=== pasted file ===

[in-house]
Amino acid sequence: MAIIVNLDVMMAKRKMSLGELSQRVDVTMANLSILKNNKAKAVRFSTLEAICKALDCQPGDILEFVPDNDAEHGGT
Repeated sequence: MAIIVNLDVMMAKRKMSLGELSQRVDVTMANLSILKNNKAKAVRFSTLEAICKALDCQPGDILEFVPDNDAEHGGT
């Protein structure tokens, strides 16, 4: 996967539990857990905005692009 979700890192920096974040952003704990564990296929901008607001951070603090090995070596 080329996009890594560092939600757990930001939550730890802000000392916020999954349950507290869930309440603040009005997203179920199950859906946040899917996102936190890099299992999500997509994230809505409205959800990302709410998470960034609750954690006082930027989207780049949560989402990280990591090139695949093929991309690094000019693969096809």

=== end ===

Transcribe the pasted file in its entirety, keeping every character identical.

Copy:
[in-house]
Amino acid sequence: MAIIVNLDVMMAKRKMSLGELSQRVDVTMANLSILKNNKAKAVRFSTLEAICKALDCQPGDILEFVPDNDAEHGGT
Repeated sequence: MAIIVNLDVMMAKRKMSLGELSQRVDVTMANLSILKNNKAKAVRFSTLEAICKALDCQPGDILEFVPDNDAEHGGT
């Protein structure tokens, strides 16, 4: 996967539990857990905005692009 979700890192920096974040952003704990564990296929901008607001951070603090090995070596 080329996009890594560092939600757990930001939550730890802000000392916020999954349950507290869930309440603040009005997203179920199950859906946040899917996102936190890099299992999500997509994230809505409205959800990302709410998470960034609750954690006082930027989207780049949560989402990280990591090139695949093929991309690094000019693969096809």